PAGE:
Assignment 3 – preparing for assessment, final post.

14 June 2017

The final thing I want to do on assignment 3 is to experiment with alternative crops of my images to attempt some other-worldly landscapes, as suggested by Russell. His references to the work of  Steven Vaughan have given me some ideas and a link to the NASA post about using  Devon Island in Northern Canada as a training site for the Mars mission was also interesting to read in-between  all of the pop up advertising.

Here is my selection other worldly landscapes which I have produced by a combination of cropping and/or cloning:

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I also tried one or two different effects using the lens filter, channel mixer and posteriser tools:

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Assignment 3 – Preparing for assessment, continued…

13th June 2017

Use of Audio Track 

My tutor thought that I should justify the use of the ambient audio track in my presentation. First of all, I searched for some information on the decisions to be made when choosing to use audio alongside photographs. I came across this article by Casey Frechette which gives tips for using audio in multimedia stories. In addition, I referred back to my course notes and reading for the Digital Film Production (Creative Concepts) course that I completed for level 1. I re-read the section on diegetic sound (sound from within the scene) and realised that my ideas for using ambient sound (both in assignment 3 and assignment 6), originated  from the exercises I completed here.

For this AV presentation, I wanted to provide an ambient sound backdrop which was subtle, fitted into the scene and added the relentless quality that moving water (i.e. the tidal flow) adds to the overall experience of the beach. I hope that sight and sound has helped the viewer to experience something of my exploration of the beach and its constant changes.

 

Assignment 3 – preparing for Assessment

13 June 2017

In 1970 I took three images at the harbour entrance which I have included in my learning log here under the Local Histories section of the Post Industrial Landscapes Project. Also included in this section are most of the links which I used to research this assignment.

Russell thought it may be a good idea to include a diptych of one of these images which is taken from a similar viewpoint as a modern one, as a comparison. I will add this here and maybe to my Introduction to the Assignment once I have updated it.*

The East Side of the Harbour Entrance 1970 and 2016

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1970                                                                               2016

This image is the one that probably records one of the biggest changes. As far as I can recall (47 years is a long time) the breakwater shown in the 1970 picture was an extension of the steel shuttering revetment, the back of which is shown on the right of  the 2016 picture. My viewpoint in 2016 was lower and further back. I would have been standing on top of the bank on the left in 1970. The triangular marker is probably a replacement one and has been repositioned further out in the channel. Both images are looking south and the clear difference is the build up of shingle from the west side of the entrance extending across the mouth, causing erosion of the beach to the east. Although the 1970 image was taken at high tide, you can see that the dark line below the crest of the bank (the high tide mark) on the opposite shore indicates how high the bank has risen since then. I recall that even in 1970 a small spit of shingle was visible at low water to the south and the OS map of the time indicates that this is the case.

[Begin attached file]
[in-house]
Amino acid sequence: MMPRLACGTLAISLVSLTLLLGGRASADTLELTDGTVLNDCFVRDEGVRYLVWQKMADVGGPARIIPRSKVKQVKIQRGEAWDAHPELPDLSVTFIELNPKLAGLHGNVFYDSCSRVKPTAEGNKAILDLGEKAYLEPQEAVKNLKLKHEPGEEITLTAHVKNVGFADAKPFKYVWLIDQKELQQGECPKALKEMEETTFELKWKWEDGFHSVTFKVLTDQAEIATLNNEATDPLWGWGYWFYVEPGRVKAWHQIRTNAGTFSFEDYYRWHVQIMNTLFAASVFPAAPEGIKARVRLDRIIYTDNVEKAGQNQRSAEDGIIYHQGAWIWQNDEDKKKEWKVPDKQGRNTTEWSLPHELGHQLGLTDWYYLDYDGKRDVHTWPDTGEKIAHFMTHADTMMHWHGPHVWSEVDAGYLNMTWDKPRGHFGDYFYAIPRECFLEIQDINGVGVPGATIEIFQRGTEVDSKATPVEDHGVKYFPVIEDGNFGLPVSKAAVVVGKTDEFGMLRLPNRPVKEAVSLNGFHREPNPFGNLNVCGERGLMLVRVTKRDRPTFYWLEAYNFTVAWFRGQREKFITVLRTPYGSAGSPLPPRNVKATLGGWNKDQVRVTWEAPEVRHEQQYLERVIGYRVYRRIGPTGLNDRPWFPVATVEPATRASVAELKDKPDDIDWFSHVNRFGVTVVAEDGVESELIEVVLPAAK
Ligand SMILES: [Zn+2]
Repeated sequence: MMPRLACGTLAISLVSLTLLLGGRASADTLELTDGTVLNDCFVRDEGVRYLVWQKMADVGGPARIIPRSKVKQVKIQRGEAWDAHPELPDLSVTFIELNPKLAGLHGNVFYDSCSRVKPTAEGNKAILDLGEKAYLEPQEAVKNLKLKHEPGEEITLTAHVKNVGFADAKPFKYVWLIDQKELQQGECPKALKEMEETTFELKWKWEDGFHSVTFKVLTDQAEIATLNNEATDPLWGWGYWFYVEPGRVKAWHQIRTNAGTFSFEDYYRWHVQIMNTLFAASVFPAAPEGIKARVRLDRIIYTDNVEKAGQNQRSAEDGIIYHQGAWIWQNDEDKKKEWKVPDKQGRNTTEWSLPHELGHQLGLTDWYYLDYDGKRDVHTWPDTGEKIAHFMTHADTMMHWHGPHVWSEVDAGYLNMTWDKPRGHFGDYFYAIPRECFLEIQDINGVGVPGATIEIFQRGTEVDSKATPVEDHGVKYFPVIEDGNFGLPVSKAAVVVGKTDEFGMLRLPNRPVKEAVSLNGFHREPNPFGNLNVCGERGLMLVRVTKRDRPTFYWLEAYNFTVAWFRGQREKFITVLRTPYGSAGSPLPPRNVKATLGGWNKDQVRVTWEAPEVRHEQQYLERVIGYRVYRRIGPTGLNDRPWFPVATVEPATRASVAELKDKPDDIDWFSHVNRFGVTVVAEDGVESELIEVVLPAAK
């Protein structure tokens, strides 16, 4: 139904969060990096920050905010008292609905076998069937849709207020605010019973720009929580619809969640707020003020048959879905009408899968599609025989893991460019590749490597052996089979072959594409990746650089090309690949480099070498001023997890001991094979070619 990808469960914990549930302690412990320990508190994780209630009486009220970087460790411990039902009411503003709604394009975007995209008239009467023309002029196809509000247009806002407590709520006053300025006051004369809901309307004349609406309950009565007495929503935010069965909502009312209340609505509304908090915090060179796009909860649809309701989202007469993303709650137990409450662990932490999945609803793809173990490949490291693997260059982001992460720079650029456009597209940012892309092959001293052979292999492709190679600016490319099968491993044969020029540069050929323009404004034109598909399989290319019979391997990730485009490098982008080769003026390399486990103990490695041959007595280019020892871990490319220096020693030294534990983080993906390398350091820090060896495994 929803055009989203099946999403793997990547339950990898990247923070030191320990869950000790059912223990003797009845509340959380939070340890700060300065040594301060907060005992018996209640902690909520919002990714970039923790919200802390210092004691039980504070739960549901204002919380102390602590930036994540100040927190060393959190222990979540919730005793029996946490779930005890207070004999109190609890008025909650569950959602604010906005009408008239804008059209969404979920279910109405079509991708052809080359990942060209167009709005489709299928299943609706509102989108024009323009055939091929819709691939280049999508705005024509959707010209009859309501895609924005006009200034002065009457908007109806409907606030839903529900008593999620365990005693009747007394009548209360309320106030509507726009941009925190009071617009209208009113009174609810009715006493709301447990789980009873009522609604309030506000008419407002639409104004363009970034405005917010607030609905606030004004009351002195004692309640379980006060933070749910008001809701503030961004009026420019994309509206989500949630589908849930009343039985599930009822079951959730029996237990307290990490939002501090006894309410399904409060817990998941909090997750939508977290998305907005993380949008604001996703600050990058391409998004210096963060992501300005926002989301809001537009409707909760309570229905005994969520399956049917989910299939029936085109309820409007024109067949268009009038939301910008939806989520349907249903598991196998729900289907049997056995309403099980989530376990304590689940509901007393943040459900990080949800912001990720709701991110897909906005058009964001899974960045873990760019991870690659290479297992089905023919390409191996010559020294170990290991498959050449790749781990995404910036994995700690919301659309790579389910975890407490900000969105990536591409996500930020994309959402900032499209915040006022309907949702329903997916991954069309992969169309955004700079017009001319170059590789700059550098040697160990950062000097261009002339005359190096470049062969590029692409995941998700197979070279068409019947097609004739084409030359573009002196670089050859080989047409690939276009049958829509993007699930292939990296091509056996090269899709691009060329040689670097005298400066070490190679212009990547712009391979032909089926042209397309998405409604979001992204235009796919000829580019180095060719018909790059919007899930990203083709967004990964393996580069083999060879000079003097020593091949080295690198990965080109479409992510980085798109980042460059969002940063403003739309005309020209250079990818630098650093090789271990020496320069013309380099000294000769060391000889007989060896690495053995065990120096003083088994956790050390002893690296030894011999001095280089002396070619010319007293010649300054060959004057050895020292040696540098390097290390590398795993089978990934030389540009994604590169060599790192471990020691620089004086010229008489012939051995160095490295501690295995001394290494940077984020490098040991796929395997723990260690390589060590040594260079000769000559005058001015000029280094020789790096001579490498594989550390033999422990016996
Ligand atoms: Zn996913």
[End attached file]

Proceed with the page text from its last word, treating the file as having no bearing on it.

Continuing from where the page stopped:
I am planning to revisit the beach this summer, one year on, to record the changes that occured over the winter and I will attempt to produce another version*of this particular view.

AV Slideshow Edit

Russell has suggested that I look at three of the images in my presentation that, compositionally are not as strong as the rest. They are shown below with an explanation for their inclusion and a possible replacement:

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Original image

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Replacement image

The   top image was in the original slideshow to show the erosion of the beach crest and the houses beyond. It was felt they this was not a strong image. I looked for another and found this  replacement version which is stronger both compositionally and in terms of impact, the houses being closer to the edge and the barrier showing the perceived threat.


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Original image
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Replacement image

The intention for the original image here was to show the current moving out of the harbour mouth. I agree that it is not strong so I have replaced it with a view westwards towards Selsey Bill from the seaward side of the shingle island formed offshore showing both of the spits formed either side of the harbour channel.


 

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Original image

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Replacement image

The original image here shows the small lagoon that formed sometime in the early 20th century (post 1920) when the harbour entrance was again moved to the SW to protect the village. This replacement image is looking SW. I think it is a stronger image because it  is tighter and the steel revetment in the foreground adds interest.  It is included because it is an illustration of the result of the constant movement of shingle and the artificial fixing of the position of the harbour entrance. From the other images in the series, it is not impossible to imagine the formation of a new lagoon along the line of the current harbour channel if the seaward spit is cut as planned.

A local blogger has recorded the changes to the beach over the past winter (2016/2017). His blog is here . I think it it worthwhile returning and attempting to re-photograph the beach from the same viewpoints, as an appendix to this project.

 

Assignment 3 – preparation for assessment, continued…

 

DSCF82388 June 2017

Yesterday I prepared two edited versions of my audio visual slideshow in response to my tutor’s feedback. The files are on dropbox and I have invited comments from the Study Group.

  • Version 03 is edited as my tutor Russell suggested with three of the images replaced with stronger images.
  • Version 04 is the same as 03 but with the addition of a ticker stream at the bottom of the frame detailing the relevant parts of the shipping forecast for the day of the shoot. This is based on another idea Russell put forward in his feedback.

I am not really sure if the ticker stream adds anything to the presentation beyond reinforcing the idea of the benign weather conditions. (The tide continues to erode the shingle bank and reshape the coastline relentlessly.) In addition I feel slightly uncomfortable appropriating Mark Power’s Shipping Forecast idea.

Assignment 3 – Review and preparation for assessment

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1st June 2017